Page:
Interactive English: Reception

Reading and Listening

Listening to Lectures

on October 18, 2012

Professors’ lectures are often long and sometimes really boring, but we need to gather, process, and retain the information. How? One way is by listening actively. Sunni Brown, owner of a visual design company, explains how and why “doodling” is a great way to do this. Watch her video HERE, fill in the worksheet, then answer ONE of the questions below in the comments.

1. How do you usually take notes and keep yourself awake during a long, boring lecture?

2. What do you think about Sunni Brown’s idea about doodling?

Also, as you read pages 19-40 of Paranoid Park, keep track of the characters and map and answer the following questions (make sure all information is in your journal):

1. Why do you think the security guard was trying so hard to hurt them?

2. Would you have tried to help Scratch or would you have run away? Why?

3. Without using a dictionary, what do you think “hyperventilating” means? How did you guess?

4. Without using a dictionary, what do you think “foot traffic” means? How did you guess?

5. Why do you think he threw his skateboard over the bridge? Was it a good idea? Why/Why not?

6. What kind of image do you get from the words “peeled off” in the sentence “I peeled off my shirt” on page 37?

7. Do you think what happened with the security guard was an accident? Do you feel the boys are to blame? What do you think he should do now?

8. What do you think will happen in the next 20 pages?


18 responses to “Listening to Lectures

  1. Takumi Nakanishi says:

    1. How do you usually take notes and keep yourself awake during a long, boring lecture?

    I usually take notes in the following way.

    (Ⅰ) Motivation
    (ⅰ) In SLA
    ( 1 ) Instrumental motivation :
    (A)Good Point
    (B)Bad Point

    ( 2 ) Integrative motivation :

    (ⅱ) In Pedagogy
    ( 1 ) Intrinsic motivation

    ( 2 ) Extrinsic motivation

    And when I have to listen to boring, tedious, monotonous, disappointing lectures, I often draw picutures or caricatures. Sometimes I write source cords I wrote before.

    Shot( )

    for(int h =0;h < Max; h++)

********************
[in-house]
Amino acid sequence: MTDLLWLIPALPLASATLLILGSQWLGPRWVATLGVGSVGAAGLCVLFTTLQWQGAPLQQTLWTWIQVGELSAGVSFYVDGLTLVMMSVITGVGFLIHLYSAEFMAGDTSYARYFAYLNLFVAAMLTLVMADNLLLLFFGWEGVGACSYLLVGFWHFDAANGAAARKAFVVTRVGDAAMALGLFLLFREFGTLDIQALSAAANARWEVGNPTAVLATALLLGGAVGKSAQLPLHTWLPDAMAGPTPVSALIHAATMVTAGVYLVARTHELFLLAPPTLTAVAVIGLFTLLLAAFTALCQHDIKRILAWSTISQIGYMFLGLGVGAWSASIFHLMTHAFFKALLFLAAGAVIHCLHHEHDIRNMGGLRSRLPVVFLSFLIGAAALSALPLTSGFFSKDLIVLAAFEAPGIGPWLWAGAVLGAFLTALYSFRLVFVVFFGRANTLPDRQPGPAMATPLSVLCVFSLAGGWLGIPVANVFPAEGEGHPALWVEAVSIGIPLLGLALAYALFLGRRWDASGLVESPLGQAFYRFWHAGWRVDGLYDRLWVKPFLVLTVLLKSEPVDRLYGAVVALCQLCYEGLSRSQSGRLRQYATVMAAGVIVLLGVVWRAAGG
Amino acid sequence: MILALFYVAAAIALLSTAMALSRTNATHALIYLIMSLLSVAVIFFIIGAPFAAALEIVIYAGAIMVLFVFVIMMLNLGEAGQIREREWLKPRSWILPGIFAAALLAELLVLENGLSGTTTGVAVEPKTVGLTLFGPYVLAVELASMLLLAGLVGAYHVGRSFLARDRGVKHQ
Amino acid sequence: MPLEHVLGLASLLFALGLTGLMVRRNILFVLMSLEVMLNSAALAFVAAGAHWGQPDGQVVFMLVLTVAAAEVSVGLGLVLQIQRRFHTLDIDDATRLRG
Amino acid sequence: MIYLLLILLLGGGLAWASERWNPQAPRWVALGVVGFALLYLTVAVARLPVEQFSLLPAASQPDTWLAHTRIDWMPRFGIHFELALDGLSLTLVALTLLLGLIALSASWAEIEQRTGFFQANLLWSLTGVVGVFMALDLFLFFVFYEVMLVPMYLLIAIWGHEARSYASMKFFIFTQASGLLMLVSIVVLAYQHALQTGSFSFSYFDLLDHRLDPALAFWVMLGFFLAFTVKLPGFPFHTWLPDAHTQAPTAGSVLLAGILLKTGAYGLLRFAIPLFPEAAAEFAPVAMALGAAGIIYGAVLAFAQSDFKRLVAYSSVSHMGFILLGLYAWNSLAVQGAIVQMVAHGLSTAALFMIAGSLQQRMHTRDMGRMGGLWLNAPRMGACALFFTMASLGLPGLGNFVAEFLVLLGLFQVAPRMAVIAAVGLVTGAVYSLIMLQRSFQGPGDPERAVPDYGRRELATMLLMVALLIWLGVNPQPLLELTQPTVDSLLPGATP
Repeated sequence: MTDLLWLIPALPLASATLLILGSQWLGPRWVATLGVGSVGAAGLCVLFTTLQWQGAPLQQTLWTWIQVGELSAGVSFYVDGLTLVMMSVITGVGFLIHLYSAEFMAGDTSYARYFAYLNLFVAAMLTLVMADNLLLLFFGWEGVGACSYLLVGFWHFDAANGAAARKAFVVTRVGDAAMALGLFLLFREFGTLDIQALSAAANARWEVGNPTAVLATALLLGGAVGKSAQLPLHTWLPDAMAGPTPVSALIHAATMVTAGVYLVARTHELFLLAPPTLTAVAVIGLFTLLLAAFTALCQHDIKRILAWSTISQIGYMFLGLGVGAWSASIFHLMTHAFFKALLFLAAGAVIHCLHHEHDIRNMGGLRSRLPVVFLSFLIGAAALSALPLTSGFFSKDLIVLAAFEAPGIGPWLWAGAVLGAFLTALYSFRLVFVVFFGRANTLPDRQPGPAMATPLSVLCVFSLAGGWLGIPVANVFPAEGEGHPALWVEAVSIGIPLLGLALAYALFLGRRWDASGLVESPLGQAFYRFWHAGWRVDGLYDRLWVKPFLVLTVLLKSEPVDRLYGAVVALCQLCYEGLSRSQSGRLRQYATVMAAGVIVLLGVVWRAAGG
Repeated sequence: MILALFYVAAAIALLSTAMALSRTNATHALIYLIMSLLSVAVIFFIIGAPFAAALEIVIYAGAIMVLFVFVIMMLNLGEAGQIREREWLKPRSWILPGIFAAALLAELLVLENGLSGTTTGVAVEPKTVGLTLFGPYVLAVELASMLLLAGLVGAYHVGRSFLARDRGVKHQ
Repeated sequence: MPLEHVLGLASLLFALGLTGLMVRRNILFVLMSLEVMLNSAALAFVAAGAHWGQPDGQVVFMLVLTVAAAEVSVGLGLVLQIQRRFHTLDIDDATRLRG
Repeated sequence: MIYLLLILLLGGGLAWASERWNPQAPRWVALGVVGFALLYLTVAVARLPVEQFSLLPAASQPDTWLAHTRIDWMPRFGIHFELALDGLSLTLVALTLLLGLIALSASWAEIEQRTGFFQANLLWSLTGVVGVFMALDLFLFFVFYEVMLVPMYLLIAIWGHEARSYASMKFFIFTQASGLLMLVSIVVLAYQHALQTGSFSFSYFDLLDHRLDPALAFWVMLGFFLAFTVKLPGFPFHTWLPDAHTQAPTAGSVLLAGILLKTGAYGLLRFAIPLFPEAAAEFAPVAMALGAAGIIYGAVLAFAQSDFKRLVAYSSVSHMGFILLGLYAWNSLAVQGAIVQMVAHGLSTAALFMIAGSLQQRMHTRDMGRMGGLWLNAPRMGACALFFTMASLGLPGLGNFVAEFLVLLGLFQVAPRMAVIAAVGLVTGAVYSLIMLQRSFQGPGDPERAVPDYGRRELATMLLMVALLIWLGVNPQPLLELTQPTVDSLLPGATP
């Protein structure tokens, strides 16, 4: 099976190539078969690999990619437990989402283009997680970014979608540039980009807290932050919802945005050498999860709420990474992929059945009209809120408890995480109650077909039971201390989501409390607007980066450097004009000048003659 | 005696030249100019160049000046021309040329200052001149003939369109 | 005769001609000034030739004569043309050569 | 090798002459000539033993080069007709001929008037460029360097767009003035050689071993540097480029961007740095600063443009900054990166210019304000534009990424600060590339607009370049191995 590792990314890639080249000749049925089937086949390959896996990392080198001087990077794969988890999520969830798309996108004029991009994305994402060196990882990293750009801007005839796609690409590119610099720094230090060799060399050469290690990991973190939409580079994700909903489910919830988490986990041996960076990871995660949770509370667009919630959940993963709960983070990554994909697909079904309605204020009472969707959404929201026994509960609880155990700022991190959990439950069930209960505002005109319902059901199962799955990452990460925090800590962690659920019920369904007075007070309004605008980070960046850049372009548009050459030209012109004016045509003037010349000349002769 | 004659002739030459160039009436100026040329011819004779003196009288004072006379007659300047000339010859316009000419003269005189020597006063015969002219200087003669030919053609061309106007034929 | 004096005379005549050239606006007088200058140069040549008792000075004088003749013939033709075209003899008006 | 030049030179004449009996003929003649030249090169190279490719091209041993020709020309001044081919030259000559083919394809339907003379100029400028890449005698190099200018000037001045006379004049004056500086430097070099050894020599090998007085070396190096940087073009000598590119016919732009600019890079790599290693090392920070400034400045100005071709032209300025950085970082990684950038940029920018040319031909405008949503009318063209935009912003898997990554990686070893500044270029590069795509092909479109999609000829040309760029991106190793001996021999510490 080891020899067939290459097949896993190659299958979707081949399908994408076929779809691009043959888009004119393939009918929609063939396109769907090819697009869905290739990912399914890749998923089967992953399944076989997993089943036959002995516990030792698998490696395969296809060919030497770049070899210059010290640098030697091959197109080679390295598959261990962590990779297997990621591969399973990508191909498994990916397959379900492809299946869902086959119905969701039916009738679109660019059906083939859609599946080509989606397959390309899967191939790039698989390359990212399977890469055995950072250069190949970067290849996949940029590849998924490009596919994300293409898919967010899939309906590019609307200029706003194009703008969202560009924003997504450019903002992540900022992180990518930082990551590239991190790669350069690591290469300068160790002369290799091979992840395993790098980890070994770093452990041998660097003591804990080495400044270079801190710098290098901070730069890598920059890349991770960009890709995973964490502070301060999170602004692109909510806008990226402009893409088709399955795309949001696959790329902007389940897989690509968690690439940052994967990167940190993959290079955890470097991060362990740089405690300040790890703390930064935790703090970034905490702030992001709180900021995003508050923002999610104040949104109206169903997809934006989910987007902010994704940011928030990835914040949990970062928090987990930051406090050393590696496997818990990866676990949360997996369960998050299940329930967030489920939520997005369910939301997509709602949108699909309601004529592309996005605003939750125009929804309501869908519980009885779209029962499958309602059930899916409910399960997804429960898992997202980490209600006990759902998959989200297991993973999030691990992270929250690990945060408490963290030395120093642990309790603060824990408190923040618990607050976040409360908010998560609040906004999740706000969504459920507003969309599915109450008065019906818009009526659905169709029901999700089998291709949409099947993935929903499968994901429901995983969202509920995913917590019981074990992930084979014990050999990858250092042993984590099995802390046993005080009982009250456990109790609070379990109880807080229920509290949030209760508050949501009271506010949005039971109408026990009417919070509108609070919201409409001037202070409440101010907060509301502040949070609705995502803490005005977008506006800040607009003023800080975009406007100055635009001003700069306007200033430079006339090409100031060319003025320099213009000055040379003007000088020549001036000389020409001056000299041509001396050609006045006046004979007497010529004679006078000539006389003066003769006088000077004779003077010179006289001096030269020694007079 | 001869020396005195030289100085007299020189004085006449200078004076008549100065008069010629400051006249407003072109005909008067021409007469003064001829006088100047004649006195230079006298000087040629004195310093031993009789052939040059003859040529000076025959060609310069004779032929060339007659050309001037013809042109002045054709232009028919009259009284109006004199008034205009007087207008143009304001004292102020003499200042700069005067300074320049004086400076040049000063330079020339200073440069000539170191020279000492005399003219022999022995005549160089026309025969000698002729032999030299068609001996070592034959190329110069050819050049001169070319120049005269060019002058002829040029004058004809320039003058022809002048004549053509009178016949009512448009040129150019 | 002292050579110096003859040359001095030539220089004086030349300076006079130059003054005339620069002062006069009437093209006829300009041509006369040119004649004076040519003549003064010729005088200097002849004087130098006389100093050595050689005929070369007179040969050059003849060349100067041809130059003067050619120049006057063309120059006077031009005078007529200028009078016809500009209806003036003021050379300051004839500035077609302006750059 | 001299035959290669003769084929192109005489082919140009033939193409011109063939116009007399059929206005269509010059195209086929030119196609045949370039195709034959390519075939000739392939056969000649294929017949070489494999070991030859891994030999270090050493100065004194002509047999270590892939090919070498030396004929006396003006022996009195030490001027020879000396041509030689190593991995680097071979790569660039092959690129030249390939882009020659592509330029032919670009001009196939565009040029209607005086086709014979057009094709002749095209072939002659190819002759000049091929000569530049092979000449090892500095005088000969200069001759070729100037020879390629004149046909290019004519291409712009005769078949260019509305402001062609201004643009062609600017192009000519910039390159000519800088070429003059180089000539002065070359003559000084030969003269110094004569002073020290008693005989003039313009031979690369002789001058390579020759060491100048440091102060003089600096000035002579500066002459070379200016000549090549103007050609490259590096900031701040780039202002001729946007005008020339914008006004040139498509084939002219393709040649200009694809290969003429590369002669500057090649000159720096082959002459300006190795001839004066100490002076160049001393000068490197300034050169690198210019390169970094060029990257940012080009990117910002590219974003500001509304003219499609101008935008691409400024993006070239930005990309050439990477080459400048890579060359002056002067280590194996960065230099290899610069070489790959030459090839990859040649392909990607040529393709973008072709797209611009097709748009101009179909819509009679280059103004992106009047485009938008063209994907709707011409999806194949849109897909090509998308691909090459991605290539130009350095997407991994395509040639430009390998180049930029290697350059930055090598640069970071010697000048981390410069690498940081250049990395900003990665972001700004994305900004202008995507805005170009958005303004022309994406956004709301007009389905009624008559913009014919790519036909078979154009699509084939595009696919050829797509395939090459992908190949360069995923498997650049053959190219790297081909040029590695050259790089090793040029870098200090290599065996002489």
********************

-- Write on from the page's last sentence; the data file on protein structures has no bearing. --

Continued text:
ShotX[i] += S_VectorX;
    ShotY[i] += S_VectorY;

    if(ShotX[i]480) ShotFlag[i] = 0;
    if(ShotY[i]<0 || ShotY[i]<640) ShotFlag[i] = 0;


    if(ShotCounter <= 0)
    for(int =0; i<Max; i ++){ if (ShotFlag[i]==0) break;}
    ShotFlag[i] =1;
    ShotCounter = 30;


    • tufsmatt says:

      Wow, I didn’t know that you could write source code… I’m impressed!
      However, it might not be the best way to retain the lecture’s information… 😉

  2. Wataru Okubo says:

    1. How do you usually take notes and keep yourself awake during a long, boring lecture?

    The fight against the long boring lecture (LBL) begins before attending it. First task is to discern which lecture can have potential for LBL. Find small size class with interesting topics and you will learn a lot and never be passive. However, we have limited options and it is mostly in the compulsory ones that we find the essence of LBL. My half-year study has shown that nothing is more boring than “write down what’s on the board because it will be on the test” type and “listen to the lecturer for 90 minutes and submit a paper at the end” type. A great example of the latter is one that is conducted in a humid, over-capacity hall, where I had to sit in the aisle and all I saw was a giant pillar standing right in front of me and I had no idea what’s going on on the stage.
    What makes a lecture boring? We find it boring when it contains few valuable information, lacks stimulation and goes at a slow pace.
    Thus, as a solution, probably the same as 50 years ago though, you could bring some work to do, which never runs out, and get it done while half-listening to the lecturer and picking up some interesting topics and ideas. Good points are: 1) you won’t sleep 2) you won’t miss important information 3) you won’t distract other students because you look like an eager listener 4) you will have fruitful results.

    To understand the content of lecture, the important thing is clarify the order and relationships. That is the raison d’etre of notebook. In most lectures, the explanation goes from basic concepts to more specific, complicated concepts. So I follow these lines. To catch them, I pay attention to finding the reasons and effects.
    However, from my experience, it is the knowledge and ideas in the related field that makes a difference. When you have them, not only will it lead to better understanding, it will also allow you to think extensively about different possibilities or doubt if he/she tells the truth (an invaluable lesson I learned recently). Then, you will take a lecture actively and actually learn something. It can apply to doodling I think. Without interest and background knowledge, we couldn’t come up with any ideas or connect different ideas.
    I don’t draw pictures much, because if I did, my notebook would be as messy as 5-year-olds’. So I usually try to compile the information using simple marks(bullet point, line, circle, arrow, etc) and making spaces to make it look clear and that works enough for me.